Channel 4’s Hunted is a worrying reminder of just how traceable we are

Every time I watch Channel 4’s Hunted, I’m reminded just how much surveillance there is in modern society.

As is customary for the show – essentially a game of hide-and-seek – the sixth series involves 11 thrill-seeking Britons going on the run for 23 days in the hope of winning a share of £100,000. Attempting to capture them are the Hunters, a pseudo-military police force with every bit of surveillance tech at their disposal and a network of officers on the ground, ready to intercept the fugitives.

Competing are mother and son Shoba and Amarinder, sisters Abi and Grace, flatmates Nathan and James, both of whom are deaf, urban explorers Katie and Liam, Welsh couple Meurig and Elinor, and lone wolf Sarah, who is ex-military.

Tonight’s episode didn’t mess about: within the first 10 minutes, all the fugitives had Hunters on their backs as they tried to find ways off the Isle of Wight and back to the mainland. It was tense stuff, and from the off, Shoba and Amarinder struggled to get going.

I found myself shouting at the television when Meurig and Elinor realised they’d run out of supplies and resorted to withdrawing money from an ATM, immediately giving away their location.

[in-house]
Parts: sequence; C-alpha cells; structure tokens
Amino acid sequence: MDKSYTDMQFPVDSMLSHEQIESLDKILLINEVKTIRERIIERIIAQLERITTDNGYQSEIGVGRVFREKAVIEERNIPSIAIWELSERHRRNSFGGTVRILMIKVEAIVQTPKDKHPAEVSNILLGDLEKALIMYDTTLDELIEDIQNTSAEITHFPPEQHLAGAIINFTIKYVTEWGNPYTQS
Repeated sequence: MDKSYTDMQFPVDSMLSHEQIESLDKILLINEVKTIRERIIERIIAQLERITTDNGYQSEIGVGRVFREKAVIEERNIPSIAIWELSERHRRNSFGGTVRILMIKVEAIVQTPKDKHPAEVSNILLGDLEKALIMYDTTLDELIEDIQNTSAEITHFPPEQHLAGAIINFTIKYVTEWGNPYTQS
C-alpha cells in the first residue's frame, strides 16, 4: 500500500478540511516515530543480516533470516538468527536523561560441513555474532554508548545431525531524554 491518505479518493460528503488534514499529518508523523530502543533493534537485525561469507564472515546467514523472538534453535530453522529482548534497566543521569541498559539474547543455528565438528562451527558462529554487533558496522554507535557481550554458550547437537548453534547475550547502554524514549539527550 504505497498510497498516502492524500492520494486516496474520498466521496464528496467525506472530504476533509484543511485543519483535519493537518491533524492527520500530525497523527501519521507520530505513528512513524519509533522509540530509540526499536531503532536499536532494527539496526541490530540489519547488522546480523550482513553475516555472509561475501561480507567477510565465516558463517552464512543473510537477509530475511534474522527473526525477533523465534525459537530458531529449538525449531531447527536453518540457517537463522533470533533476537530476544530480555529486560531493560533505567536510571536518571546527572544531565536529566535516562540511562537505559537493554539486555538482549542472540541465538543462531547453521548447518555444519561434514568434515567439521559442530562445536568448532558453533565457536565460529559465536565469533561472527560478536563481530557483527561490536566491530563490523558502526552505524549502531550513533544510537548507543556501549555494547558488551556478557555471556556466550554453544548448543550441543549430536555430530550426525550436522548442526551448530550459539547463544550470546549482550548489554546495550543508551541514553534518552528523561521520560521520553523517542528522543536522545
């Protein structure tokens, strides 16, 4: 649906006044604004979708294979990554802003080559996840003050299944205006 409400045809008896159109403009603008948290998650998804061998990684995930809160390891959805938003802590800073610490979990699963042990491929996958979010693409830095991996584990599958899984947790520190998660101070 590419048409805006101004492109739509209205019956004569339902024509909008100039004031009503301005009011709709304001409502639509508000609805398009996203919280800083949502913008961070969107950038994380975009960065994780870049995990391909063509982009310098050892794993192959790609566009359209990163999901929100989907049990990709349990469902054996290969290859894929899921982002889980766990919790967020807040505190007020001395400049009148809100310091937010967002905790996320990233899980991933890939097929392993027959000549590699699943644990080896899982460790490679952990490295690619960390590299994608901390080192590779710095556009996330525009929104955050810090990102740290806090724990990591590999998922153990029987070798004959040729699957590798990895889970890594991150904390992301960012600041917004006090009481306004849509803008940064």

What’s chilling is just how easily the Hunters can locate us using the technology that’s deeply embedded in the fabric of our lives. They can track modern cars as well as mobile phones, and can glean information from social media and access footage from video doorbells.

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But while they’re a threatening presence, the show is reluctant to cast the Hunters in too negative a light. It leaves you wondering: is Hunted a cautionary Orwellian experiment or an intimidation tactic by the state?

Either way, it’ll make you think about just how traceable you really are.

Hunted continues on Sunday 29 May at 9pm on Channel 4.

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